First Published: 2012-02-06

 

Netanyahu warns Israeli officials: Stop Iran blabber

 

Israeli PM directs instruction at number of military officials, ministers who he believes have been speaking too freely about potential Israeli attack on Iran.

 

Middle East Online

'The chit-chat puts Israel on the front line'

JERUSALEM - Israeli Prime Minister Benjamin Netanyahu has warned his officials to stop "blabbing" about the possibility of an attack targeting Iran's nuclear programme, the newspaper Maariv reported on Monday.

Netanyahu is said to have directed the instruction at a number of military officials and government ministers who he believes have been speaking too freely about a potential Israeli attack on Iranian nuclear facilities.

The newspaper, citing unnamed senior officials, said Netanyahu delivered the warning during a meeting with ministers from his Likud party on Sunday.

"Stop blabbing, already," he reportedly told the officials. "This chit-chat causes huge damage, puts Israel on the front line, and damages sanctions" imposed by the United States and Europe on Iran, the premier reportedly said.

Maariv's sources said there was concern that Israel "might be perceived as dragging the US into a war with Iran against its will and endangering the US's national interests."

The warning came after several statements by senior Israeli military and political officials last week, including Strategic Affairs Minister Moshe Yaalon, who suggested that all Iran's nuclear sites were vulnerable to attack.

"In my military experience, any site protected by humans can be penetrated by humans," he said during the annual Herzliya security conference. "At the end of the day all their sites can be hit."

Speculation has risen in recent weeks, driven in part by comments made by Israeli officials, about the possibility of an Israeli attack on Iran.

Israel and much of the international community believes that Iran's nuclear programme masks a covert weapons drive, a charge Tehran denies.

Israel, widely believed to be the Middle East's only, albeit undeclared, nuclear power, has supported tough sanctions against Iran, but also insisted it retains the option of a military strike to halt its nuclear activities.

On Sunday, US President Barack Obama appeared to try to dampen speculation about such an attack, which reports suggest Washington would oppose.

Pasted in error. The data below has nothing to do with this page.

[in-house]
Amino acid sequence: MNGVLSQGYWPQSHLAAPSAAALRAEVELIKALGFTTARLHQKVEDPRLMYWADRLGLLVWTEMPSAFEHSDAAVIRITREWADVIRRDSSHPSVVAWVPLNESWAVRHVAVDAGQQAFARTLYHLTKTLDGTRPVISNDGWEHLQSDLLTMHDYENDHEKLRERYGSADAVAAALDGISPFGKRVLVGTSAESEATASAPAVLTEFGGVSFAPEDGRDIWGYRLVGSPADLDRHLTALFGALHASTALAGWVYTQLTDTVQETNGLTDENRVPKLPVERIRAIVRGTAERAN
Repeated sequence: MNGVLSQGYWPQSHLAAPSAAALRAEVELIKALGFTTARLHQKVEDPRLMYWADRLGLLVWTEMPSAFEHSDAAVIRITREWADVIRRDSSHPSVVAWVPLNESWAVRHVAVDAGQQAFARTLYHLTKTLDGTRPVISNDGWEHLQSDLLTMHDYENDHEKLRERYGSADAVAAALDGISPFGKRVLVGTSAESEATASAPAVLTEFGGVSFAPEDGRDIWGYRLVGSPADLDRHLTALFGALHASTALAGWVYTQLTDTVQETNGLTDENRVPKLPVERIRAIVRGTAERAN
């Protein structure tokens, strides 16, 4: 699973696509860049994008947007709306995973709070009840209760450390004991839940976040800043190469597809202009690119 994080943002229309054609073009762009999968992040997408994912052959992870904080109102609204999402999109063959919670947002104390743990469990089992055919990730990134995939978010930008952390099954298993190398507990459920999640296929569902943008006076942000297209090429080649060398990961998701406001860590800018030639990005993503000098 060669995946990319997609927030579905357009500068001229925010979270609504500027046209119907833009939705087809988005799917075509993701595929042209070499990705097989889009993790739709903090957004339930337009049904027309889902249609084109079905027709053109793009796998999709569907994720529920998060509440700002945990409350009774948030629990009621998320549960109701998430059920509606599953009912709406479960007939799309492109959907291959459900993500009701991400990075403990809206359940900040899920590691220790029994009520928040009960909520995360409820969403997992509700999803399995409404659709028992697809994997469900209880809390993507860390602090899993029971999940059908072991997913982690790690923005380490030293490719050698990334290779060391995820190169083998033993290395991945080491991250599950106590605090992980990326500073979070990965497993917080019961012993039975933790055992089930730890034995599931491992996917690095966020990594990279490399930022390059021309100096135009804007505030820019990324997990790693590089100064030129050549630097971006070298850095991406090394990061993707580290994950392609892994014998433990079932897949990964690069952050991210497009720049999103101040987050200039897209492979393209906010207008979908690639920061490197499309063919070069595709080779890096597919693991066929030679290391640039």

"I don't think Israel has made a decision" to hit Iranian facilities, he told American network NBC.

Obama said Iran was "feeling the pinch" of ever tougher sanctions imposed by the international community, and dismissed concerns that Tehran could retaliate by striking US soil, saying such a strike was unlikely.

"I've been very clear -- we're going to do everything we can to prevent Iran from getting a nuclear weapon and creating a nuclear arms race in a volatile region," he said.

He added: "Again, our goal is to resolve this diplomatically. That would be preferable. We're not going to take options off the table, though."

 

Iraq forces look to build floating bridge in Mosul

Erdogan ‘not welcome’ to campaign in Austria

Israel bombs Gaza after rocket attack

Ailing Bouteflika 'doing well' despite health scare

Film on Syria's White Helmets wins Academy Award

Libya PM to visit Moscow seeking better ties

Conditions in Libya driving migration to Europe

Is Jordan signalling a shift in its Syria strategy?

11 killed in Syria regime raids

Polisario dismisses Rabat pullback from contested zone

Israeli checkpoint guards shoot Palestinian woman

Saudi Aramco to invest $7 billion in Malaysia oil refinery

Referendum set to be tight race for Turkey’s Erdogan

Cyber attacks in Gulf countries on the rise

Iraqi forces reach key Mosul bridge

UN urges negotiating Syria rivals to avoid insults

EU border agency says migrant rescues encourage traffickers

Israeli officials brace for Gaza war report

Key Egyptian legislator says poverty more dangerous than terrorism

UN chief says disregard for rights 'spreading'

GCC geopolitics spike military sales at IDEX

ISIS has brought Saudi Arabia and the United States closer

Morocco to withdraw from Western Sahara tension zone

Shia leadership struggle ahead after Khamenei and Sistani

The huge risks of Trump’s call to ‘take’ Iraqi oil

Trump set to zero in on Hezbollah in bid to curb Iran

Time bomb of unemployment among Arab youth

Push on IS capital Raqqa gathers momentum

Woman journalist says targeted by hardliners in Sudan

Iran's Ahmadinejad writes open letter to Trump

Iran's Rouhani to run for re-election

Kurdish reporter killed while covering Mosul battle

Libya govt secures ceasefire after Tripoli clashes

Boosting presidental powers will 'stabilise' Turkey, says PM

Saudi Foreign Minister in landmark visit to Iraq

Iraqi forces push deeper into west Mosul

Suicide attacks kill 42 in Syria's Homs

Top US commander in secret Syria trip

Israel to deny Human Rights Watch visas for being ‘biased’

UN considers Syria sanctions over chemical attacks

Saudi Comic-Con slammed as ‘sin’ in online backlash

Jordanians protest government price hikes

Baghdad coordinated anti-IS airstrikes with Damascus says source

New Hamas Gaza leader makes first public appearance

Palestinian protestors clash with Israeli soldiers in West Bank